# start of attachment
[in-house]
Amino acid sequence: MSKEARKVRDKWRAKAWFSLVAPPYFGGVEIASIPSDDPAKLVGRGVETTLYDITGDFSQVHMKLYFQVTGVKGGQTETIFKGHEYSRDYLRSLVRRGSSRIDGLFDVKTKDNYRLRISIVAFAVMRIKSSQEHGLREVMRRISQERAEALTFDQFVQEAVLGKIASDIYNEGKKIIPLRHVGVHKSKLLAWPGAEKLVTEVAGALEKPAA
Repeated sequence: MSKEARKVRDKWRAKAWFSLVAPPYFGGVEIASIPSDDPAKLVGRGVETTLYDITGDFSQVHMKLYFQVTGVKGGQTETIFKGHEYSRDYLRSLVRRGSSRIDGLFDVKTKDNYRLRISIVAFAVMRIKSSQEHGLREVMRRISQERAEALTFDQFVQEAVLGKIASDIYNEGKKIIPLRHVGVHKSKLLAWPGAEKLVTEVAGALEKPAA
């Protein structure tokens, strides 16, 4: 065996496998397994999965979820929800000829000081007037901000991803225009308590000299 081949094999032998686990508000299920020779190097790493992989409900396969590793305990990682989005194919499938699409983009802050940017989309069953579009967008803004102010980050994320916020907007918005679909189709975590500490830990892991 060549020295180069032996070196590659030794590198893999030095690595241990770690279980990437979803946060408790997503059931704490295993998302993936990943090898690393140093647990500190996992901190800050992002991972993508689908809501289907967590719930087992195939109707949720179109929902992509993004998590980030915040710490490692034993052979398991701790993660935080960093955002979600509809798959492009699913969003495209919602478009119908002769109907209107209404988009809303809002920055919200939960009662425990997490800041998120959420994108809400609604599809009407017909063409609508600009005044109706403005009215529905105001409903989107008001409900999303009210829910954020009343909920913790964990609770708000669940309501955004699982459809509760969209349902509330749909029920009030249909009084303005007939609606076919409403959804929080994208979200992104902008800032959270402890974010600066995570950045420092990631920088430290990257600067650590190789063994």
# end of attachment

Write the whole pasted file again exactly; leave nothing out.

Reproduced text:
[in-house]
Amino acid sequence: MSKEARKVRDKWRAKAWFSLVAPPYFGGVEIASIPSDDPAKLVGRGVETTLYDITGDFSQVHMKLYFQVTGVKGGQTETIFKGHEYSRDYLRSLVRRGSSRIDGLFDVKTKDNYRLRISIVAFAVMRIKSSQEHGLREVMRRISQERAEALTFDQFVQEAVLGKIASDIYNEGKKIIPLRHVGVHKSKLLAWPGAEKLVTEVAGALEKPAA
Repeated sequence: MSKEARKVRDKWRAKAWFSLVAPPYFGGVEIASIPSDDPAKLVGRGVETTLYDITGDFSQVHMKLYFQVTGVKGGQTETIFKGHEYSRDYLRSLVRRGSSRIDGLFDVKTKDNYRLRISIVAFAVMRIKSSQEHGLREVMRRISQERAEALTFDQFVQEAVLGKIASDIYNEGKKIIPLRHVGVHKSKLLAWPGAEKLVTEVAGALEKPAA
């Protein structure tokens, strides 16, 4: 065996496998397994999965979820929800000829000081007037901000991803225009308590000299 081949094999032998686990508000299920020779190097790493992989409900396969590793305990990682989005194919499938699409983009802050940017989309069953579009967008803004102010980050994320916020907007918005679909189709975590500490830990892991 060549020295180069032996070196590659030794590198893999030095690595241990770690279980990437979803946060408790997503059931704490295993998302993936990943090898690393140093647990500190996992901190800050992002991972993508689908809501289907967590719930087992195939109707949720179109929902992509993004998590980030915040710490490692034993052979398991701790993660935080960093955002979600509809798959492009699913969003495209919602478009119908002769109907209107209404988009809303809002920055919200939960009662425990997490800041998120959420994108809400609604599809009407017909063409609508600009005044109706403005009215529905105001409903989107008001409900999303009210829910954020009343909920913790964990609770708000669940309501955004699982459809509760969209349902509330749909029920009030249909009084303005007939609606076919409403959804929080994208979200992104902008800032959270402890974010600066995570950045420092990631920088430290990257600067650590190789063994």